We do share, as a state, a belief that access to the opportunities afforded by higher education should be independent of the circumstances of one's birth. High tuition can, then, pose a barrier to realization of that public purpose for higher education.
That commitment, by the way, may follow from inspiring commitments to social justice. But, note how it rests solidly on the bedrock of self-interest as well. At least if you accept my premise that a state's wealth and well-being is best measured by the developed talent of its people – all its people.
But note, as our state has, that keeping tuition down for everybody is a very inefficient way to achieve that critical purpose. Far better to focus directly on those in need through financial aid.
Here, Washington is among national leaders with need-based state financial aid – directly through the state need grant, less obviously through reallocation of tuition. This last legislative session and, amidst huge financial challenges, our elected leaders added over $100M to the state need grant.
Grading on a national curve, we would seem to deserve a solid B or perhaps even a B+. Here, though, we probably need to abandon the curve because, when it comes to commitments to equity, there are absolute standards we should adhere to; the rest of the nation is doing a miserable job in this arena; the federal government appears to be on the verge of taking a big step back from its longstanding commitments to financial aid; and we should not take great comfort in the fact that our state is doing not quite as bad a job compared to the rest of the country.
What about quality? You have already sensed that, in my "report card," I am going from the areas of excellence to those merely satisfactory. Now, I am leaving the realm of the A's, B's, and C's. And, moving into the D's and F's.
How can I be talking about quality in that context? There is absolutely no doubt in my mind that the six public four-years in Washington offer some of the highest quality baccalaureate and graduate education available in the country. I know that Western's baccalaureate degrees are among the very best available anywhere. So do the 13,000 applicants who competed last year for the 3,500 openings at Western.
The self-evident high quality is the result of years of thoughtful support and commitments – within universities, across the state. Efforts sustained over decades. It can, though, quickly become history. Current high quality is under very serious threat, particularly as much of the rest of the country is coming out of the great recession before Washington. Most other states did not cut higher education as much to begin with and many are now reinvesting.
We see the threat in staffing changes: the freeze on filling tenure track faculty positions, the greater reliance on adjuncts, the increasingly effective raiding of our faculty, and the inability to compete with peers when it comes to hiring the best and the brightest.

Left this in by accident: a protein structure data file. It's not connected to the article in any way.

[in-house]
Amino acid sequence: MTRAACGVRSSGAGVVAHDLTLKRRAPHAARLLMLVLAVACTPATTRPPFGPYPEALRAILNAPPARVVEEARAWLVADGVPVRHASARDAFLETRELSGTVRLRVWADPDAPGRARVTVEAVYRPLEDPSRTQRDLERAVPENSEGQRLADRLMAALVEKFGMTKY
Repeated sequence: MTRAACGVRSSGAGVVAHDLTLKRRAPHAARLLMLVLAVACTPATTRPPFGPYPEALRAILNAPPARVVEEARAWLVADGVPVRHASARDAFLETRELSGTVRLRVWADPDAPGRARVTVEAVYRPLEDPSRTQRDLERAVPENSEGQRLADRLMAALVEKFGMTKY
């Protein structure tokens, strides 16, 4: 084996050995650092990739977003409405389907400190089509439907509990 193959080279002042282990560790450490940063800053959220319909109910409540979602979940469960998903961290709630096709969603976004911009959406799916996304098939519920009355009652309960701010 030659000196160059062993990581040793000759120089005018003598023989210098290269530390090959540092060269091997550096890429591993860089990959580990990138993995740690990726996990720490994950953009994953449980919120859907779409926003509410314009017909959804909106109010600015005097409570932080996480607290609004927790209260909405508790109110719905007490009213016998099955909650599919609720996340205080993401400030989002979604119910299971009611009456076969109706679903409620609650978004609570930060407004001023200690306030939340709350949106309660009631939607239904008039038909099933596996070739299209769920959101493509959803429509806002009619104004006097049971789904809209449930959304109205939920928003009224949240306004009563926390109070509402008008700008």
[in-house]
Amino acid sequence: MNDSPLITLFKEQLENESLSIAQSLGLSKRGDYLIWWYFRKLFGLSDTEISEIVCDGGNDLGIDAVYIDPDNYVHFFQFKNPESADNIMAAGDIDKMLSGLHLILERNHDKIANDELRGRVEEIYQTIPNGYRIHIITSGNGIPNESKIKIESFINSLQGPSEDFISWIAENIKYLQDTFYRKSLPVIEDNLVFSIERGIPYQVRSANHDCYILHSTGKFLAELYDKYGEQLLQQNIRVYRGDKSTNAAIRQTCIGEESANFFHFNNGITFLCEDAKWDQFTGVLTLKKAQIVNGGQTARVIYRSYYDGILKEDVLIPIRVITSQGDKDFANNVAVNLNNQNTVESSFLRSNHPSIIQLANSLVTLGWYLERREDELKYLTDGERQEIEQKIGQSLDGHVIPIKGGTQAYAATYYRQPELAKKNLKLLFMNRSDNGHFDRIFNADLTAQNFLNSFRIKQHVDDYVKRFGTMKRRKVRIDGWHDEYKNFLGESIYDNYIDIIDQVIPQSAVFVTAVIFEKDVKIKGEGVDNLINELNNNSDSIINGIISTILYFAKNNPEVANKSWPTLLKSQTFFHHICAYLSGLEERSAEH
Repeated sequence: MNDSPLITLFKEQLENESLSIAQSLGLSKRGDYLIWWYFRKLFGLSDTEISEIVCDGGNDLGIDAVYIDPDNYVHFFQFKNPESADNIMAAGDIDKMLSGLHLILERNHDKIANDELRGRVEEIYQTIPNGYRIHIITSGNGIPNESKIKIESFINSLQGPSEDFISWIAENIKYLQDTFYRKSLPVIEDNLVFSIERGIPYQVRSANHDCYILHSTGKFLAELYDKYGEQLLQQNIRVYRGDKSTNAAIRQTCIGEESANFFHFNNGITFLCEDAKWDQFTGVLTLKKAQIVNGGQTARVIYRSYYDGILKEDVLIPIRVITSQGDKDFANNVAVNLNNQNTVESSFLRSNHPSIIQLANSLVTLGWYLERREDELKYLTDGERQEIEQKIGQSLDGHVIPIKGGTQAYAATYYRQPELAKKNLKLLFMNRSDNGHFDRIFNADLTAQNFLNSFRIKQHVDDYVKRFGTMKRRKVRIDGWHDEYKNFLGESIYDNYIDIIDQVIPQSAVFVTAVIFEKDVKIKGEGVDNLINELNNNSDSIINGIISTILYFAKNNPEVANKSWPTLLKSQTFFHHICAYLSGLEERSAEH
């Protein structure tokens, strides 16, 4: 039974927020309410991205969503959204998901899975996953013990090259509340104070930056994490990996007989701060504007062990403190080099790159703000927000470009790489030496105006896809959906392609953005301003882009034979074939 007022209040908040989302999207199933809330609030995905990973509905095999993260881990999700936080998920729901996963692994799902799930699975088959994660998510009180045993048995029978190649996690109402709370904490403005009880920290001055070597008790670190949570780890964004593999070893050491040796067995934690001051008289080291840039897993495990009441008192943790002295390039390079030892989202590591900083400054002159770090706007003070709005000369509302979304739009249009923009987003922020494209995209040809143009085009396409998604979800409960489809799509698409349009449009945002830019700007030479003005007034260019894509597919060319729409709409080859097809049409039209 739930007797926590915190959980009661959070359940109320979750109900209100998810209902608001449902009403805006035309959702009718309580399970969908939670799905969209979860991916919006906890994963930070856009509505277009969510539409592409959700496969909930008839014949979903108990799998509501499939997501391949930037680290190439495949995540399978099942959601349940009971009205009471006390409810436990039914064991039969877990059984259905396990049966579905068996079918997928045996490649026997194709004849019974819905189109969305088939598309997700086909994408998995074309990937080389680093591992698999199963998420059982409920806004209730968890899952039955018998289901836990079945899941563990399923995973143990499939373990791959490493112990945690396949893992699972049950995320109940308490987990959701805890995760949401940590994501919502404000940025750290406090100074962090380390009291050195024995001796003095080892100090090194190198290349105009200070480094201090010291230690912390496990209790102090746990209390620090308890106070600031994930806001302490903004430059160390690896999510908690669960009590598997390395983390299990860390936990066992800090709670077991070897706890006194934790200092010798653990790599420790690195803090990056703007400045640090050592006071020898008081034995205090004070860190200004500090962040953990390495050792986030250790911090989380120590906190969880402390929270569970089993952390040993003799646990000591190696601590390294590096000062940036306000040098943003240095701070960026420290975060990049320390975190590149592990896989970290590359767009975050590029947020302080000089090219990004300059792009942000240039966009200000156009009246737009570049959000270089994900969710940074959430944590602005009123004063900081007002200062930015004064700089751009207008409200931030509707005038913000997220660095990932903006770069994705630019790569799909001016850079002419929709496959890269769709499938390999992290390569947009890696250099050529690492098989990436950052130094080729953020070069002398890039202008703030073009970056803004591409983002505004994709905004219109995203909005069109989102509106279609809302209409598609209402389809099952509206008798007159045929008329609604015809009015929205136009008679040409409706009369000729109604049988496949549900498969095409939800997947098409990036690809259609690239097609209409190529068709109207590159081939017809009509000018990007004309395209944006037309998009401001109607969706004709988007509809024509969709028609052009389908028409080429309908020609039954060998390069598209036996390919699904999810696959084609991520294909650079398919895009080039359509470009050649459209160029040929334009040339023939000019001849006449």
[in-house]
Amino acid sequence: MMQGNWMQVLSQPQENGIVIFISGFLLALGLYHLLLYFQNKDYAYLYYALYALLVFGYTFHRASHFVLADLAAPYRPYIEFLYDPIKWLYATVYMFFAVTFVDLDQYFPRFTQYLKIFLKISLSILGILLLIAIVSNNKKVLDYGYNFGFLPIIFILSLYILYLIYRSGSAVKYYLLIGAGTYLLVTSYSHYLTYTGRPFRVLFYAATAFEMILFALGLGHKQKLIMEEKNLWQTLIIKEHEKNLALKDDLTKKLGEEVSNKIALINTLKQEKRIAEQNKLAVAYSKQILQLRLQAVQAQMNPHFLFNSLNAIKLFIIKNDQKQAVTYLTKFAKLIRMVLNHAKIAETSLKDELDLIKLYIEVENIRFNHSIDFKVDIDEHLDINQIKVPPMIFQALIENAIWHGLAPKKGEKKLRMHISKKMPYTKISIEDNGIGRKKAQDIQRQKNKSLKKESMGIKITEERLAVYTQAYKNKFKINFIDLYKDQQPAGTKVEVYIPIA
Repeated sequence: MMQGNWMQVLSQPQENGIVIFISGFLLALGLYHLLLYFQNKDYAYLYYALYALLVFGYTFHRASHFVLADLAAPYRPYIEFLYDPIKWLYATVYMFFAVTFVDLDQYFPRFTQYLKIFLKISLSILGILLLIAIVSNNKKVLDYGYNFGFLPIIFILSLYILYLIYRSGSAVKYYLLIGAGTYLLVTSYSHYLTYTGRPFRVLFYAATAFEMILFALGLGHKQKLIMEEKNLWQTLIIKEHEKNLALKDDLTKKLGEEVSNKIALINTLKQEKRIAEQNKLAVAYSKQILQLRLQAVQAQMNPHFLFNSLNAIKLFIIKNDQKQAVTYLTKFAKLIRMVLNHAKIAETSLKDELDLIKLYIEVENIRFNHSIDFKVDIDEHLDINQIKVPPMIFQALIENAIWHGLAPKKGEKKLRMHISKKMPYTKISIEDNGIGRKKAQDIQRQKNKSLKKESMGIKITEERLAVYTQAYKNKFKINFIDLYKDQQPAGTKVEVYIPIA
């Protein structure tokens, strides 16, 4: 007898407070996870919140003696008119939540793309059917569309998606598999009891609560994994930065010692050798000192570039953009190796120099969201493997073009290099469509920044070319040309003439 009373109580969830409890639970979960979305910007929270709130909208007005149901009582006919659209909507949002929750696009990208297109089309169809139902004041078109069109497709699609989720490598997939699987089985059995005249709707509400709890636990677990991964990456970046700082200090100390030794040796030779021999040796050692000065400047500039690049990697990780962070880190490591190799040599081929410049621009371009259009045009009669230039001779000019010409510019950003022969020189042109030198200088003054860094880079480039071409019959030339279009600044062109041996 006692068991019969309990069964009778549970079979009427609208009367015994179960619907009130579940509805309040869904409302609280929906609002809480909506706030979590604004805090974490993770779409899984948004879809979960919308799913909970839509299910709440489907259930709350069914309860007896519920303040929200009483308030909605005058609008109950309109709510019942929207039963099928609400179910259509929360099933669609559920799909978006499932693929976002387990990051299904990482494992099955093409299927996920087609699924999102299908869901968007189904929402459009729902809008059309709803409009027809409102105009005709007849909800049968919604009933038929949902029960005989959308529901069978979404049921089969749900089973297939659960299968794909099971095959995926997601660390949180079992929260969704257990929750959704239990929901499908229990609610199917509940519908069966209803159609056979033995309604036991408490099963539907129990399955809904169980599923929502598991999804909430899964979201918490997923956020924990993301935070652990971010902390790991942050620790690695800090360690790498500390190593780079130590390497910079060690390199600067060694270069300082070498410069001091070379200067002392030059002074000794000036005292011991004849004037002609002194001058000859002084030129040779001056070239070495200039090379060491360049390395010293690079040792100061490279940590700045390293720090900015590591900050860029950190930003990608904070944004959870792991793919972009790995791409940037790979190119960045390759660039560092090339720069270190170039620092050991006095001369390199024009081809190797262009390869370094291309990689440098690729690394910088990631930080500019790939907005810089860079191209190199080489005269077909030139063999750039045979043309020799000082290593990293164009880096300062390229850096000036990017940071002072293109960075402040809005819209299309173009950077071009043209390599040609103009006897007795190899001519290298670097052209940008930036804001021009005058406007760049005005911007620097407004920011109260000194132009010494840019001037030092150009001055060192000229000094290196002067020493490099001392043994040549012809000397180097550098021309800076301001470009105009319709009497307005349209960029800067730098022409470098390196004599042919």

I could go on but, today, I would assign a grade of "A" when it comes to quality. But, when it comes to our capacity to sustain that quality, I assign a "D" – seriously "needs improvement."
Capacity to Build Brighter Futures for Washington
The preceding are all well and good. But, they are basically means and not ends – inputs and not outputs. Why worry about efficiency, cost, price, equity of access, quality? Because they bear on our foremost responsibility as publicly purposed institutions: to build brighter futures for Washington.
Here, I see the greatest challenge we face. I wish to alarm you. I will be assigning a grade of "F."
Why an F? I am tempted to give the answer that occurred to me years ago when a particularly unsuccessful student indignantly asked me, "Why did you give me an F?" The answer that fleetingly occurred to me: "I gave you an "F" because there is no grade of 'G.'"
Consider educational attainment by age group, and look around the world. Are the coming generations better educated than their parents? Yes. Country after country. For rapidly developing countries – China, India, Brazil – the differences are particularly dramatic; these societies are making major investments in the younger generation and, consequently, in their nation's increased well-being for generations to come.
That means, in this flattening globe with a knowledge based economy, these countries are going to be ever more competitive as the younger generations replace the older generations.
There is only one significant outlier I spot in the data. It is the United States and, for us, the younger generations are less well educated than are the older generations. Compared to the rest of the world, we have it backwards.
As a nation, we are not just dragging up the rear. We are going in the wrong direction.
And, in this dangerous national context, where is the state of Washington?
When it comes to opening doors to public baccalaureate education for our people where does Washington rank? 48th out of 50.
At the bottom, nationally, in a nation badly behind most of the rest of the developing world.